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Winners and Losers in GOP NH Debate

Posted by Stephen on June 14, 2011

It was a pleasant night for all the contenders in the GOP debate that took place last night in New Hampshire; which is to say, it’s early.

None of the contenders wanted to take shots at their rivals, and for many the night was their official introduction to the rest of the country. Let’s face it, unless you’re a political junkie you probably didn’t know who Herman Cain was, barely heard of Michele Bachman, and can’t remember where you heard of Rick Santorum.

All of the contenders used last night to get their feet wet; to get the feel of the debate setting and to see where their comfort zone was. A night like last night, where there were a lot of softballs to hit, was a chance to put together a list of individual strong points and points they will need to polish moving forward.

All in all, the candidates held up quite well. There were no real homeruns, but no real gaffes either. As Tiger Woods used to say, “you can’t win a championship in the first round…you just want to be sure not to lose it.” No one won the nomination last night, but no one has to walk away thinking they need to pack it in either.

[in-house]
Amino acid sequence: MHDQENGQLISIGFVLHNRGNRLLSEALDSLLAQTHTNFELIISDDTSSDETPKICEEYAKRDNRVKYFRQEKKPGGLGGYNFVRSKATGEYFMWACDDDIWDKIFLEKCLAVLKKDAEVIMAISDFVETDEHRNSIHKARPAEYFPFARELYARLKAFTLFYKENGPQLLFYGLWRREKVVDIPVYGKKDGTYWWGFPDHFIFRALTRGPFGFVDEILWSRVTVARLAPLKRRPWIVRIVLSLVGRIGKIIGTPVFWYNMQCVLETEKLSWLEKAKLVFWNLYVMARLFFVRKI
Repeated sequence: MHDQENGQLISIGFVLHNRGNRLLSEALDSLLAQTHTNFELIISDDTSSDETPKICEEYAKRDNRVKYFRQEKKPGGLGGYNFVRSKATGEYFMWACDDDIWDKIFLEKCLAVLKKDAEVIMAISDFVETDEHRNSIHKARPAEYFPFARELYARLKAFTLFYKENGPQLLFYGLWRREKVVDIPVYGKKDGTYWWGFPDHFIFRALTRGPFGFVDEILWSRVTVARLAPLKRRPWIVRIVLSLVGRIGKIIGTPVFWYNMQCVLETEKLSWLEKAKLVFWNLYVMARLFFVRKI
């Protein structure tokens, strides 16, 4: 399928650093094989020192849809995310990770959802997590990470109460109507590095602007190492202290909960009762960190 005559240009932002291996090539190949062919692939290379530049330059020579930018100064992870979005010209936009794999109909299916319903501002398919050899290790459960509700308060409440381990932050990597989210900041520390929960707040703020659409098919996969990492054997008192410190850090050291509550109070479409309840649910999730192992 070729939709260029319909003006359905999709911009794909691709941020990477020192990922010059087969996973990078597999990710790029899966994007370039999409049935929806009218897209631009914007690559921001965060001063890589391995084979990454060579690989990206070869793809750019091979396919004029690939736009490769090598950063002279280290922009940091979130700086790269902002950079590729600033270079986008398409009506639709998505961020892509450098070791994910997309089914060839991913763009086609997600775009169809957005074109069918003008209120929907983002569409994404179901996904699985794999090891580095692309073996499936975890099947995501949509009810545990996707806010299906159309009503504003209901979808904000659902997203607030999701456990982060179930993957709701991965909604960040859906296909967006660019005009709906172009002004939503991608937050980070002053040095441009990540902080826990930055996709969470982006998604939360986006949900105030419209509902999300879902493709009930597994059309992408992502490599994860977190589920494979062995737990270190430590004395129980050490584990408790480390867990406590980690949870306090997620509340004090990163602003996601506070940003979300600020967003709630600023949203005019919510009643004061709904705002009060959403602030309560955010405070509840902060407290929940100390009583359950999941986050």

Nonetheless, there were some winners and losers and there were some people missed as well.

Winners

Mitt Romney is the current front runner and there is no reason to think he is anything less after last night. He handled himself quite well, but no one did anything to make him squirm. He had to anticipate his rival’s coming after him, but it never happened. On the one hand, it allowed Romney to answer questions thoughtfully and to focus his attacks on the Democrat in the office he is seeking. Romney did a nice job focusing his comments on obama and distinguishing himself on key issues, especially health care. On the other hand, he was not tested. It was an easy night for the former Governor and you would think he would like to be pushed a little more. The one thing he needs is to be tested, pushed, and even attacked during the nomination process before taking on the obama campaign machine.

Romney’s greatest policy challenge is going to be health care and I believe he is doing a much better job this go around then he did in 2008.

On the issue of health care, Beth Reinhard of the National Journal, wrote, “Romney approached one of his biggest potential liabilities in the GOP primary with confidence, “I can’t wait to debate him and say, Mr. President, if, in fact, you did look at what we did in Massachusetts, why didn’t you give me a call and ask what worked and what didn’t?” he asked. “And I would have told you, Mr. President, that what you’re doing will not work.”

If Romney can stick to the ‘state’s rights’ message, he will win on this issue over time. He also was adamant about his desire, not to change the health care bill, but to repeal it all together stating that it was simply too expensive to justify.